According to the National Wellness Institute, wellness is “An active process through which people become aware of, and make choices toward, a more prosperous existence”. This definition has three parts:
- Wellness is considered a conscious, self-directed, and evolving process of achieving full potential.
- Wellness is multidimensional and holistic, encompassing lifestyle, mental and spiritual well-being, and the environment.
- It is positive and affirming.
Sherando Feffil, CEO of Yaad Bridge, hosted the last segment of the Open University series during Reggae Month. The conversation focused on spiritual, physical, and emotional wellness for creatives.
Recording artist Sevana, Social Impact Strategist Tavia Benjamin, Lifestyle Transformation Consultant Tehuti Maat, and Kenrese Carter, a clinical nutritionist, were guests.
Mental Wellness & the Impact of COVID
“Wellness is what it means to an individual,” began Kenrese. Thus, the phrase has multiple meanings.
Like other artists, Sevana described the negative impact COVID-19 had on her mental wellness. In part, this resulted from the restrictions imposed throughout COVID-19. She spoke to feelings of loneliness and dread at not freely working like she used to before COVID.
Strategies for Creatives Maintaining Wellness
Tavia used different coping mechanisms like gardening and farming to cope with challenges during COVID-19. “During that time, I found it was more important what I fed myself [mind] since there was so much information out there”, she added. Tavia, also a poet, used her time to write additional poems.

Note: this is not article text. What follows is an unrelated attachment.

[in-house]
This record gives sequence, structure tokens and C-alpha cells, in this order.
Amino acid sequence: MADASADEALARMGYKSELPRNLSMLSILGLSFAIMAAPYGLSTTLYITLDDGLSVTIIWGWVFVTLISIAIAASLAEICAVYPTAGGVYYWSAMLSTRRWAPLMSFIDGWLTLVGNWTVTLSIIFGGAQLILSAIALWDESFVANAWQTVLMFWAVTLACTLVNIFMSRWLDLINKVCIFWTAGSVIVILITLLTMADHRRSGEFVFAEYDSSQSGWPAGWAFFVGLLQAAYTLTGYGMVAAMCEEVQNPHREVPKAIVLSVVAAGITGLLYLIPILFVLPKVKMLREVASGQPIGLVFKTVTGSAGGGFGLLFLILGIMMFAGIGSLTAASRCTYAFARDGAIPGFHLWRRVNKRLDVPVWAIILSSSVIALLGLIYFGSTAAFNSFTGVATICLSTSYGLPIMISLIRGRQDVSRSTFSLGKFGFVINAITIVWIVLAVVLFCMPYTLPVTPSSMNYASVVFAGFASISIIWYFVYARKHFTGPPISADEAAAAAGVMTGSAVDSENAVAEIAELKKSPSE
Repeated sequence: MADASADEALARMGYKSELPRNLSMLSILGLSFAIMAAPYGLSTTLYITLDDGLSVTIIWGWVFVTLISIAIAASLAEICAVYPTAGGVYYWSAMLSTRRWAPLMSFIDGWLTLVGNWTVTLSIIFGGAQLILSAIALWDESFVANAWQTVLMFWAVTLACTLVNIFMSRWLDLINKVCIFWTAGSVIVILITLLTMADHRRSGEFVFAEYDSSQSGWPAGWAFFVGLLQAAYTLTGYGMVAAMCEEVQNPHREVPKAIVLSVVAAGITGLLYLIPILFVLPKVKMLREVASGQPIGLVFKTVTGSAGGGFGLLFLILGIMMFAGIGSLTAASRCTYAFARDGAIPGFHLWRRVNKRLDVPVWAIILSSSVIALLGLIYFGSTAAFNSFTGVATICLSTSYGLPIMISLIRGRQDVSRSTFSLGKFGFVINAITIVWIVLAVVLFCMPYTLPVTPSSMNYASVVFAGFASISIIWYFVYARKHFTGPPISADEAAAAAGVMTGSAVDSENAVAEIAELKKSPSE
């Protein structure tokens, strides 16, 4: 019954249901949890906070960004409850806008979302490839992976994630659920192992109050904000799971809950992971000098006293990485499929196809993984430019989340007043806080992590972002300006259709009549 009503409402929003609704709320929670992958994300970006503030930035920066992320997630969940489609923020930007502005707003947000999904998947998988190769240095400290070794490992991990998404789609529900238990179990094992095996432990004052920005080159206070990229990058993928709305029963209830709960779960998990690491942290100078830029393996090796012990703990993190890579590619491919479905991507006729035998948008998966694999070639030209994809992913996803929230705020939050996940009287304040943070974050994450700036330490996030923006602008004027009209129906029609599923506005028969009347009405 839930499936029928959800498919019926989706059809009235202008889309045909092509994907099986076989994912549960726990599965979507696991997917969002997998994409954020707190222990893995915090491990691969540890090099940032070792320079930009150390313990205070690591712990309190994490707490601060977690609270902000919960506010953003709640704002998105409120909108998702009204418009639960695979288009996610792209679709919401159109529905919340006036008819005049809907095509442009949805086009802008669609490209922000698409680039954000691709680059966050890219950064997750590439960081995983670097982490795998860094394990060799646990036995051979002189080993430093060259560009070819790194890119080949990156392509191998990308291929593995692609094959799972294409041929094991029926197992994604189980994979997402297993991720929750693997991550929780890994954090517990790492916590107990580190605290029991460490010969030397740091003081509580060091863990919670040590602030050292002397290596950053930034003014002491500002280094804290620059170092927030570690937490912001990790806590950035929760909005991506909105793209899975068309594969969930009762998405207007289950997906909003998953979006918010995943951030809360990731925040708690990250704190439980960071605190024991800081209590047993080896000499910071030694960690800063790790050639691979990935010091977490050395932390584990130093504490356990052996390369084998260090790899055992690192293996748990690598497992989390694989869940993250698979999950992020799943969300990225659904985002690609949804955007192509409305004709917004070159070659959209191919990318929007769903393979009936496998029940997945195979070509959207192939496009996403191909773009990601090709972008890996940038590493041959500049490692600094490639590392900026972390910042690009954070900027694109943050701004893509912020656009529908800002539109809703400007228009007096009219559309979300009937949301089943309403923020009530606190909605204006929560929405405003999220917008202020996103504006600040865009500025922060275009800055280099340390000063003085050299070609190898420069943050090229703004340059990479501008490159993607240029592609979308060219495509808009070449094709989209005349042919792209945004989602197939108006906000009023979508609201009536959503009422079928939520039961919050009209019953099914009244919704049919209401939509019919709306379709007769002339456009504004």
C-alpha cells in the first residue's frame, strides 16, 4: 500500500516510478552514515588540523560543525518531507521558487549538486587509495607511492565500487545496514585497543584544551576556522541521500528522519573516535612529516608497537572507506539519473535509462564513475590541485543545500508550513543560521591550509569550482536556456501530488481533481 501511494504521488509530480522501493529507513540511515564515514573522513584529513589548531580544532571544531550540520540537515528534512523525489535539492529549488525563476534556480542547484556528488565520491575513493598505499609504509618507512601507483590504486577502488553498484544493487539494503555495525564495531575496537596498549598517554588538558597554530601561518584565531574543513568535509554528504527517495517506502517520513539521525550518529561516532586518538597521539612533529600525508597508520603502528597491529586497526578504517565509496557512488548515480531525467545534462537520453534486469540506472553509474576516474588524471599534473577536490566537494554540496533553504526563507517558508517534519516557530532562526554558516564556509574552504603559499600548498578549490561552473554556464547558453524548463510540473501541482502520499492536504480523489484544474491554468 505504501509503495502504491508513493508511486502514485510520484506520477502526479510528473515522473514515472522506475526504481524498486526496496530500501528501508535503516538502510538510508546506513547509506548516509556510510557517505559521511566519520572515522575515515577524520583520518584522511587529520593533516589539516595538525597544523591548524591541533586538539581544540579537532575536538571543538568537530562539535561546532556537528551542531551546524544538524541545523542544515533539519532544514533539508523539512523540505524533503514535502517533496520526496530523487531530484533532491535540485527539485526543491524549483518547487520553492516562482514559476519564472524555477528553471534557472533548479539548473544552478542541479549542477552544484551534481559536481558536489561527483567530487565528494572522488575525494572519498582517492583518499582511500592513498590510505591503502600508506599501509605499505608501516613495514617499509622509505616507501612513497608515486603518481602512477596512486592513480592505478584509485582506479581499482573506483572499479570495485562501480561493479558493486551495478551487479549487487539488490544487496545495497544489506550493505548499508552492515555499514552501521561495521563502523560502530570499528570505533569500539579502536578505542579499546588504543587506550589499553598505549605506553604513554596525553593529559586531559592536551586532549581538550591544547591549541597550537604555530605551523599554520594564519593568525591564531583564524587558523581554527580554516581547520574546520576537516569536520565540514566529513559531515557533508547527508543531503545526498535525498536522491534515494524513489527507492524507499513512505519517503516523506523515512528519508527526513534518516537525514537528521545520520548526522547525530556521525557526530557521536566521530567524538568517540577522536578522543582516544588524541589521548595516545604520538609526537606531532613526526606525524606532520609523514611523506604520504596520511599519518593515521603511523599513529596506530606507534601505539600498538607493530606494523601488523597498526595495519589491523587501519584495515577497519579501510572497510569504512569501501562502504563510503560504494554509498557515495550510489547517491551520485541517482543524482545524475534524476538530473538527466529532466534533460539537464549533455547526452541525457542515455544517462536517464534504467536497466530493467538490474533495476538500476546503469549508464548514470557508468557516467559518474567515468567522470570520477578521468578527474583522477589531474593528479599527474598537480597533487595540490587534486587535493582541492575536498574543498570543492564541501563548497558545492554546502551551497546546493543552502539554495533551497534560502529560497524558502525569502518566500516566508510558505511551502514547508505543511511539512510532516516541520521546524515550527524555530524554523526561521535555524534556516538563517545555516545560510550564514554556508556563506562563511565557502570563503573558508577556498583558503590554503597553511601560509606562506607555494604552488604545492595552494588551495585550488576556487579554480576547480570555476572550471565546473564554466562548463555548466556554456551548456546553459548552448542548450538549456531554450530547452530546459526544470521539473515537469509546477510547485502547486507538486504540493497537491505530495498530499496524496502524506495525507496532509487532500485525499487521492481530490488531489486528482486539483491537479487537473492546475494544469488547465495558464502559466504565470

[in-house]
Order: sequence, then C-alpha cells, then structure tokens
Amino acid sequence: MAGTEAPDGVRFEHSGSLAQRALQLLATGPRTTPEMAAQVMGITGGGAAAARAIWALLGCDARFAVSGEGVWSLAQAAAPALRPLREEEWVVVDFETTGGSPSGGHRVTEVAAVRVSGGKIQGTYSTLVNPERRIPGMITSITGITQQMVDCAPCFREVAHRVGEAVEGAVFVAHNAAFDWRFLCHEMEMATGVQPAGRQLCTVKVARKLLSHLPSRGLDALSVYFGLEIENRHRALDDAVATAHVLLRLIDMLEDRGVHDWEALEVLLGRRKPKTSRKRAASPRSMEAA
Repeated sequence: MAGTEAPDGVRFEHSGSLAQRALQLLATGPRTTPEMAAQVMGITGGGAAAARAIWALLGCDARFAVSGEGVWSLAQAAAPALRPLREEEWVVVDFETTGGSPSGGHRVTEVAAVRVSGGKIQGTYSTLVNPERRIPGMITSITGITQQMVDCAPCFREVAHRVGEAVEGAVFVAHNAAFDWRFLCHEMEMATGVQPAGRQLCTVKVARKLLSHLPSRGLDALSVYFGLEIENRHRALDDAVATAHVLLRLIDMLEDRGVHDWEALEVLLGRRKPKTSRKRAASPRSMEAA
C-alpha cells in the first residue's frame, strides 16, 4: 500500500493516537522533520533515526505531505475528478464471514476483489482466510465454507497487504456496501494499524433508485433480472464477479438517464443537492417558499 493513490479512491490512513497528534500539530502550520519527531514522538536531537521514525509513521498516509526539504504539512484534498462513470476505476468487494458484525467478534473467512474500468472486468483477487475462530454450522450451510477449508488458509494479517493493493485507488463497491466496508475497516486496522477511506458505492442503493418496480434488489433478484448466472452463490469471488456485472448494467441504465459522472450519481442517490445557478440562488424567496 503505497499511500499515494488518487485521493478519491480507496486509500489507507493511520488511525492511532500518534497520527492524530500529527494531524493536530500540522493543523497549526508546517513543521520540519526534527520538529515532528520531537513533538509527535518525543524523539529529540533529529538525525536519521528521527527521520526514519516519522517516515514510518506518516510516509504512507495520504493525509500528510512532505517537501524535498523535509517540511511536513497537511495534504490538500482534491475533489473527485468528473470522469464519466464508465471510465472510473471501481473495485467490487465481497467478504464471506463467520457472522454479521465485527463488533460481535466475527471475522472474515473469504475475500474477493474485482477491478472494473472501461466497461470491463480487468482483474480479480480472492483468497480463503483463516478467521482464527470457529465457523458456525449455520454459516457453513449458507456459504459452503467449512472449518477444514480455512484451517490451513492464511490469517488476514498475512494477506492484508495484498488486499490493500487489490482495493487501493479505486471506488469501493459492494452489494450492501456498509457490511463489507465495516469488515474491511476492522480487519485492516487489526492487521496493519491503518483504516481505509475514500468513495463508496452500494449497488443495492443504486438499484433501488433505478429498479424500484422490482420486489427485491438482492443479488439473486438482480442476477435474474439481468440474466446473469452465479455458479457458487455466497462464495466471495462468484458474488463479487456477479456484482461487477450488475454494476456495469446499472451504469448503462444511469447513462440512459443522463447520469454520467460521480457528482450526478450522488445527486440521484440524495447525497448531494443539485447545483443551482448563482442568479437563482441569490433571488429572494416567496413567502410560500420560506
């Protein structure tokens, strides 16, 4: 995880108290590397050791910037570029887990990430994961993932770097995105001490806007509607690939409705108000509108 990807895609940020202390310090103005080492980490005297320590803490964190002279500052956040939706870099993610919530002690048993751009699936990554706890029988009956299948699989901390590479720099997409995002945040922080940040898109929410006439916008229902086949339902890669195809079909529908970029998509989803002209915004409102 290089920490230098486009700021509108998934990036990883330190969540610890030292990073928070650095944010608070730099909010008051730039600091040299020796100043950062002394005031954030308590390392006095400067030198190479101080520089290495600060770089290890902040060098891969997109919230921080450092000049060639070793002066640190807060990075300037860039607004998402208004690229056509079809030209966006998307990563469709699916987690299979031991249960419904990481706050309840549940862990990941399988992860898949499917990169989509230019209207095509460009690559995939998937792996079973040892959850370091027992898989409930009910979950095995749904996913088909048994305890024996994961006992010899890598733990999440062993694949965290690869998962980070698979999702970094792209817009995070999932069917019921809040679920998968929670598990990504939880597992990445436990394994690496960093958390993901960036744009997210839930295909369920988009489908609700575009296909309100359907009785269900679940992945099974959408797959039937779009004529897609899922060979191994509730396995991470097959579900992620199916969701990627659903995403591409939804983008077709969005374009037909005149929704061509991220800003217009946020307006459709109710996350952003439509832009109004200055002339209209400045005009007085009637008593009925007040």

Nutrition plays a vital role in achieving and maintaining a state of wellness. Tehuti, a naturalist, guides his clients to achieve holistic health by addressing and establishing balance in all areas of their lives. Tehuti describes his passion for nature as “having a very intense attraction and appreciation for nature”.
Supporting Your Way to Staying Fit
Kenrese described a Jamaican culture where individuals are fearful to admit mental unwellness. Statements such as “walk it off” or “you’re gonna be ok” may sometimes be the response provided.
Sevana noted that she found that sometimes it is not acceptable to share your state of wellness with event organizers. The artist receives payment, therefore, show up. No matter what! She related a personal experience of feeling burnt out three-quarters of the way while preparing for a show overseas. She did not think that the organizers would welcome her state of being. Other panel members agreed. Expectations are for the artist to “do it anyway” regardless of their lack of ‘fitness’.
Importantly, Tehuti noted that most of the clients he serves battle with a lack of self-love. He thinks people will start taking better care of themselves once they start loving themselves.
Based on previous work with creatives, Kenrese shares that she recommends two things creatives can do to change their state outside of nutrition. They should play the correct type of music and get their body moving. Kenrese pointed out that especially for creatives, “No matter how you feel; facts over feelings. Make the time to move your body”. Individuals need to have an overall healthy mindset. Someone can be super fit, however, lack of sleep or unhealthy eating practices, result in unwellness. Tavia agreed that physical movement affects her mental state. The mind changes with exercise.
Tehuti engages his clients in a holistic wellness approach towards achieving health in the whole person. His practice considers their body, mind and spirit. He believes the human body isn’t designed to be sedentary, but for movement.